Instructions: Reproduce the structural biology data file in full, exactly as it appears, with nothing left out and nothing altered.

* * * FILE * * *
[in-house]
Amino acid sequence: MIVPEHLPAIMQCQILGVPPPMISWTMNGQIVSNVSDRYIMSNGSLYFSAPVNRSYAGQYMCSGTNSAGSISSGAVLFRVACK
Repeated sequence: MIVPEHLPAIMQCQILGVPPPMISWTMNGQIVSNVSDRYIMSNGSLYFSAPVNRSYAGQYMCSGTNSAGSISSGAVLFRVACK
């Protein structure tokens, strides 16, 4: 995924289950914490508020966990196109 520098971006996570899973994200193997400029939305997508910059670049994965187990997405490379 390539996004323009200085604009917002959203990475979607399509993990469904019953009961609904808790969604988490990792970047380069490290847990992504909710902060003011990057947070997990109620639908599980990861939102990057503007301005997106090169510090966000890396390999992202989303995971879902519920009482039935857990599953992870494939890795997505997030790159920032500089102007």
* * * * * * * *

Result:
[in-house]
Amino acid sequence: MIVPEHLPAIMQCQILGVPPPMISWTMNGQIVSNVSDRYIMSNGSLYFSAPVNRSYAGQYMCSGTNSAGSISSGAVLFRVACK
Repeated sequence: MIVPEHLPAIMQCQILGVPPPMISWTMNGQIVSNVSDRYIMSNGSLYFSAPVNRSYAGQYMCSGTNSAGSISSGAVLFRVACK
């Protein structure tokens, strides 16, 4: 995924289950914490508020966990196109 520098971006996570899973994200193997400029939305997508910059670049994965187990997405490379 390539996004323009200085604009917002959203990475979607399509993990469904019953009961609904808790969604988490990792970047380069490290847990992504909710902060003011990057947070997990109620639908599980990861939102990057503007301005997106090169510090966000890396390999992202989303995971879902519920009482039935857990599953992870494939890795997505997030790159920032500089102007």